…the sharpener called grenade, not a real grenade.
Or should that be ‘How not to restore a grenade’? – you’ll see why.
The age and the name of this sharpener even fit with the current 100th anniversary of Britain’s involvement in WWI, which is being commemorated on a national and on a local level – with local museums and libraries in and around Preston (where I live) taking part.
The grenade sharpener design has been around since 1847 see Lexikaliker: Granate and is still being sold today. I got a modern one, which Lexikaliker got me five years ago when I wasn’t able to get one in the UK.
A few days ago I also got my hands on an old version – I was lucky enough to get one for a good price.
First task: clean it. I bought the metal polish used during a previous trip to Germany, after a tip from Lexikaliker on how to clean old brass.
Unfortunately something went quite wrong. There was a band of oxidisation after I left the sharpener in the metal polish over night. It now looks as if there’s a dent where this band was. Brass is missing in this dent, which is difficult to see on the photos, but quite obvious in reality.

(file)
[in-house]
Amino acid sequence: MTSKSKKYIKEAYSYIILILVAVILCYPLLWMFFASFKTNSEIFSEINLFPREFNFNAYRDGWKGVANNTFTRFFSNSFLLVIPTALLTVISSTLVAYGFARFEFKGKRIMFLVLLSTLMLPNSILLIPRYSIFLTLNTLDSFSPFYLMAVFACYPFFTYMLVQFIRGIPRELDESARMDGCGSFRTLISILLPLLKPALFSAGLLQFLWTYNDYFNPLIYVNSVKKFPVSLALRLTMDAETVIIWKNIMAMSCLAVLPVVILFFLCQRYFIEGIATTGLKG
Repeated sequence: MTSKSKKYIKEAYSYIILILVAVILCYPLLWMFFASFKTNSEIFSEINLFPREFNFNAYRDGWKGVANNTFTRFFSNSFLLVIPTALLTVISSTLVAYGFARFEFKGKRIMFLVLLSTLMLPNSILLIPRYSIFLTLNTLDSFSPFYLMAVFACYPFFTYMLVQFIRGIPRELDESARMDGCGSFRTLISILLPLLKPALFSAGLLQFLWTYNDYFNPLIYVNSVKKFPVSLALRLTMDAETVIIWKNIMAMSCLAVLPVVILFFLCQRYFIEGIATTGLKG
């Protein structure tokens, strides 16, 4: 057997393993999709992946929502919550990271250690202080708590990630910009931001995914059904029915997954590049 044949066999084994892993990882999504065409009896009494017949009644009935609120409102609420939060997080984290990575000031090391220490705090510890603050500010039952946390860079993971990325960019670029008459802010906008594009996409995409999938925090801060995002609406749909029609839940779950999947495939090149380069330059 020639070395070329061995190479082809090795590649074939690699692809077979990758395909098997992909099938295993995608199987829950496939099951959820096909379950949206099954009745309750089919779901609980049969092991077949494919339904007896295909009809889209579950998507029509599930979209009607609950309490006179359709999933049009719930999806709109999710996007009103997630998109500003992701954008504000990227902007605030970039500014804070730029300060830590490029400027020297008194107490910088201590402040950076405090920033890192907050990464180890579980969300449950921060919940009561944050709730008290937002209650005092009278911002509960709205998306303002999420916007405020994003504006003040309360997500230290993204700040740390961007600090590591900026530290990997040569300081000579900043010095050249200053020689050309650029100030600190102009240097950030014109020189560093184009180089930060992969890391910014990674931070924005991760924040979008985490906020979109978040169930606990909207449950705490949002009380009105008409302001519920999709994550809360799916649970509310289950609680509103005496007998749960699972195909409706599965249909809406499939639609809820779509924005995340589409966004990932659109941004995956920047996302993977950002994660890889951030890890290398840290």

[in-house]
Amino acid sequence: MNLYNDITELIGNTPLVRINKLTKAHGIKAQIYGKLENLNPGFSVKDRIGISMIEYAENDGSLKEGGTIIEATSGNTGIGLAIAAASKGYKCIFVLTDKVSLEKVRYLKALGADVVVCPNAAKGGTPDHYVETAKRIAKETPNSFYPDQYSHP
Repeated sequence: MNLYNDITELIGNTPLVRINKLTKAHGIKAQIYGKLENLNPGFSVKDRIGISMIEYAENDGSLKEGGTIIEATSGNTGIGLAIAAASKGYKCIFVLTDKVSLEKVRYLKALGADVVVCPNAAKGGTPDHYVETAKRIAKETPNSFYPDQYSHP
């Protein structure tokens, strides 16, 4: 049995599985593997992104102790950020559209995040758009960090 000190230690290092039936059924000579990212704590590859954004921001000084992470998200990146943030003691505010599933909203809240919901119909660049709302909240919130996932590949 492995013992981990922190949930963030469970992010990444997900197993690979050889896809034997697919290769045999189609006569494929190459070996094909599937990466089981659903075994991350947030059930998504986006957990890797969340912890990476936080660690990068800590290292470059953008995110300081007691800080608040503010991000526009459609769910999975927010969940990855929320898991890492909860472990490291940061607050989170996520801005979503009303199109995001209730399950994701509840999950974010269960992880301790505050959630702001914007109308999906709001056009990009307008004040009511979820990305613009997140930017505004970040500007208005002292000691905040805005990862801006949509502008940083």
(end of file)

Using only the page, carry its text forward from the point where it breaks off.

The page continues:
I have two ideas as to what might have caused this.
- The brass composition was different where this band /dent is, so the polish could ‘erode’ the material there. This explanation seems unlikely.
- I shouldn’t have but the blade and the screw in the same polish. Maybe the metal somehow reacted with the polish which made it ‘corrode’ the brass.
Ok. I got to live with my mistake now, but if I ever get another chance I will keep the blade and screw separate.
Next problem: The blade. It seems slightly too short to cut into the wood. I’ll talk about that another time.